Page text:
I know, I know – this is a fourth installment in a long running series. It is probably fair to expect that the players will have at least some knowledge of the game world and the characters by now. But would it kill them to include some quick re-cap or exposition dump for people who never played previous games? It seems that most sequels at least try to introduce the newbies to the setting in some way. Sometimes it is an exposition spouting NPC, sometimes it is an info dump in the opening cut scene, and sometimes this information is delivered by some sort of in-game encyclopedia/codex. This game has none of that.

Perhaps I did not play long enough. Perhaps all the relevant back story is delivered at some later point in the game. All I know is that after spending several hours with Devil May Cry 4 I hated absolutely everything about it. I hated the controls. I hated the game play. I hated the way it would wrestle the control from me every time something interesting happened. I hated the characters. I hated the story, mainly because it was incomprehensible. I just could not be bothered to finish the game.

I’m sure that someone will say that I can’t judge the game without actually playing through all of it. Sure I can. To me this is a strong indication of the overall game quality. The initial 2-3 hours are supposed to hook the player in, introduce him to the game world, and make him care about the characters. Devil May Cry 4 failed to do that for me. I was annoyed, bored and discouraged. I had no interest in spending any more time with the game. To me this is a game design failure.

Of course this is just my personal opinion. Obviously the Devil May Cry saga has many fans – otherwise it would not have over 4 installments. So if you are a fan, could you please explain to me what the hell is this game really about? I tried looking it up online, but Wikipedia only has a play-by-play plot synopsis which did not answer any of the questions. Like what is going on, who is my character and why should I care about his shit?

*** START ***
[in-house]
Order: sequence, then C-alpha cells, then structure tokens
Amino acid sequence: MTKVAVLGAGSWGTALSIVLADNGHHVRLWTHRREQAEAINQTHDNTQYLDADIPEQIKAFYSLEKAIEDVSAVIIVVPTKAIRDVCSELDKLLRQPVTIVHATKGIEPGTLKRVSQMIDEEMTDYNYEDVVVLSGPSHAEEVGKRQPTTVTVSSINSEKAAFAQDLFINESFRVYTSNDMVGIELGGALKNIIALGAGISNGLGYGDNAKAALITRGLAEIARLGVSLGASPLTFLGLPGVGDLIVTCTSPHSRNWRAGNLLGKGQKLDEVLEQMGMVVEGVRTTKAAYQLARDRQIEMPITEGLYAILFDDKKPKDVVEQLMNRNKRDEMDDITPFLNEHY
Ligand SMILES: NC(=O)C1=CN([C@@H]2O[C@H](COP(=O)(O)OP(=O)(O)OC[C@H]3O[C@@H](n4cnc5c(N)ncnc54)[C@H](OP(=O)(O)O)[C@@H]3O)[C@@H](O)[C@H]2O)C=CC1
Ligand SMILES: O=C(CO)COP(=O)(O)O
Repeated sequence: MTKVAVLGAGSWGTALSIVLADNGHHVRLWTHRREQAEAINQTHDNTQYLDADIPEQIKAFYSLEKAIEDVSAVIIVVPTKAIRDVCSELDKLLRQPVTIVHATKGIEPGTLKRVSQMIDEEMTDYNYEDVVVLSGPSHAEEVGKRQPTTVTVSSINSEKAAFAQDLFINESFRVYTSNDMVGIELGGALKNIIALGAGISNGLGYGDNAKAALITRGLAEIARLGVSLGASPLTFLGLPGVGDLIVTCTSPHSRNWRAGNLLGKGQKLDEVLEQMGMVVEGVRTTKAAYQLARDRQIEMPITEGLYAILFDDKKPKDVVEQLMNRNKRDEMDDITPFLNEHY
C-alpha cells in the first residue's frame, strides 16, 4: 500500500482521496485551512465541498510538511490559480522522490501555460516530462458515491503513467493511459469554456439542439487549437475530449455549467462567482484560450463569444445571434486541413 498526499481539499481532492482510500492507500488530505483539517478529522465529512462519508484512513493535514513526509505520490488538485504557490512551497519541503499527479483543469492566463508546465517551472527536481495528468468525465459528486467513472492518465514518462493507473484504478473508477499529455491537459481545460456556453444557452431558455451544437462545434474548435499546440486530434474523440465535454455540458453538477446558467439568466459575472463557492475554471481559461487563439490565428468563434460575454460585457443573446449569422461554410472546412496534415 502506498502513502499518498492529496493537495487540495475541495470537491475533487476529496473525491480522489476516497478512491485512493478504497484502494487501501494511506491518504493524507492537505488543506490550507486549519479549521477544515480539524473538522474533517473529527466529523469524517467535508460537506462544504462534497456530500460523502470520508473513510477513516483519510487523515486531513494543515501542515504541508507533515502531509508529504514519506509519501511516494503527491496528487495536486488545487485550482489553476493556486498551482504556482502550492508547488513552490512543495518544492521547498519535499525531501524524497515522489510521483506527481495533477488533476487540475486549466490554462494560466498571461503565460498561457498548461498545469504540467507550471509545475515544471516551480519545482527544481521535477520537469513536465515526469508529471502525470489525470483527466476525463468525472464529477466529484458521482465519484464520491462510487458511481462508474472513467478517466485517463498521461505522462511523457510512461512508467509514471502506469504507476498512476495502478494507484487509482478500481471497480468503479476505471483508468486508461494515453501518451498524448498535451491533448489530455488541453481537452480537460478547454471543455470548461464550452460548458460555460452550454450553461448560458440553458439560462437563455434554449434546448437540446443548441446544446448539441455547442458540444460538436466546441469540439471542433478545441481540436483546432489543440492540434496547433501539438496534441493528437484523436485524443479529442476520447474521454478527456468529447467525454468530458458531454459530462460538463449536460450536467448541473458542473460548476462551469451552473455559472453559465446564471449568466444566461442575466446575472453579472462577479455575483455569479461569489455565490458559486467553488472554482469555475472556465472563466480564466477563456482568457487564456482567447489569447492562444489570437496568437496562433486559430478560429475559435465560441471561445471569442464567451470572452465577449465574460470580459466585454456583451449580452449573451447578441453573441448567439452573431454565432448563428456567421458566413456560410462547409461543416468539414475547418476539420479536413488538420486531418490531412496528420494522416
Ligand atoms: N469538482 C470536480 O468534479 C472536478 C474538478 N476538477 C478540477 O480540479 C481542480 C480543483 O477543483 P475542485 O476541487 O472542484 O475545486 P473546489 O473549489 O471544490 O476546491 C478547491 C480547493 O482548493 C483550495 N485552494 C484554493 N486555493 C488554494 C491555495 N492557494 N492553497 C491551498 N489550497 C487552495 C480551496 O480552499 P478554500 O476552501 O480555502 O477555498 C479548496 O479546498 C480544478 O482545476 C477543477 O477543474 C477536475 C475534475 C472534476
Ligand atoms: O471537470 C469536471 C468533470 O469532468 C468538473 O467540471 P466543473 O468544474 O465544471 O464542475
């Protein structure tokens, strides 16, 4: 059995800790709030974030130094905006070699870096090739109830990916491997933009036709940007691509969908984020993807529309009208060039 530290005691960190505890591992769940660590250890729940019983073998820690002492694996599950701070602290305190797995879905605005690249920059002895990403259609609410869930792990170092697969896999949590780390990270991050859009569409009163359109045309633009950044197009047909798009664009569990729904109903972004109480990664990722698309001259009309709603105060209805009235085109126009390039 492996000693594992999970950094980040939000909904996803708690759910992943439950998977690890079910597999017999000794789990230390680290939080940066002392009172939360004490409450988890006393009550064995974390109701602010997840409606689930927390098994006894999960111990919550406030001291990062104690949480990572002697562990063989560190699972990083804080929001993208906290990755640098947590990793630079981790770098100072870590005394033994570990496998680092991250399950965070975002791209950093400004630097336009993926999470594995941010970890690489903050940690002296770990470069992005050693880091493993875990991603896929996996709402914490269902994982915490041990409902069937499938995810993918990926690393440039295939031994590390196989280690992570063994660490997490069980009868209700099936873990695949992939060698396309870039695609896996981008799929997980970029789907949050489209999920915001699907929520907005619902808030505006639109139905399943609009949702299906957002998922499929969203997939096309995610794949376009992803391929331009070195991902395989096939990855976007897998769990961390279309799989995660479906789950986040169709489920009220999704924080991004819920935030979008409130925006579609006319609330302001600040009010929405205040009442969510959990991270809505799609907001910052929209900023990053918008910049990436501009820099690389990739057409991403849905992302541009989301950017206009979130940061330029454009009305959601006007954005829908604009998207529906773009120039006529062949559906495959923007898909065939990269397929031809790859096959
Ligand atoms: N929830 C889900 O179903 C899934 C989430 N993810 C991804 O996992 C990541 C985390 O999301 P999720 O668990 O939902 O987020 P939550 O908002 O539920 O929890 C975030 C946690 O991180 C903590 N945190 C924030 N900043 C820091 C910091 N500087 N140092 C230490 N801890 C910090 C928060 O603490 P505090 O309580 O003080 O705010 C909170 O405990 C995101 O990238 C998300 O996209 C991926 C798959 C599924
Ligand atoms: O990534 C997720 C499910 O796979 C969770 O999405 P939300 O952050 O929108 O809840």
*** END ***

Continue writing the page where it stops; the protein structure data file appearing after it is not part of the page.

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3 Responses to Devil May Cry 4

  1. hahahaha… exactly what i thought at trying this game (but i gave up and connected a gamepad i had lying around anyways for playing snes-emulator^^)

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  2. jambarama Mozilla Firefox Windows Terminalist says:

    That’s really disappointing. I played an earlier devil may cry at a friends house on xbox for an hour or so, and it was actually quite fun. A button masher to be sure, but still fun. I was considering getting this one for the PC, I didn’t realize the controls were so awful, so thanks for the warning!

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  3. Zel FRANCE Mozilla Firefox Windows Terminalist says:

    The problem was that you played the game without a controller. DMC is very much like a fighting game mixed with a beat-them-all. Would you consider playing Street Fighter with a keyboard ?

    Most of the fun in the game is in the combat. Cutscenes are only here to show off the characters and animations, you shouldn’t expect too much from them or the story. You claim player controlled combat sequences are boring, which is really surprising and is what led me to the earlier conclusion. Your crippled control scheme probably prevented you from experimenting and trying out various styles of attack, of which there are many to play with even at the beginning of the game, and they only get more numerous as it progresses. Half the fun is in trying out and learning new moves to reach SSS ranks.

    These sequences do look impressive when played by someone relatively skilled. The game can be played (on easy at least) by button mashing and occasional rolling but the challenge is rather high otherwise and requires a little bit of mastery of the character. Like a fighting game, you can play by spamming a fast punch or you can do incredible 65-hits combos. The former is boring and unimpressive, easy but only works so far and feels cheap and unrewarding. The latter is harder to achieve, but looks impressive and is much more satisfying to pull off.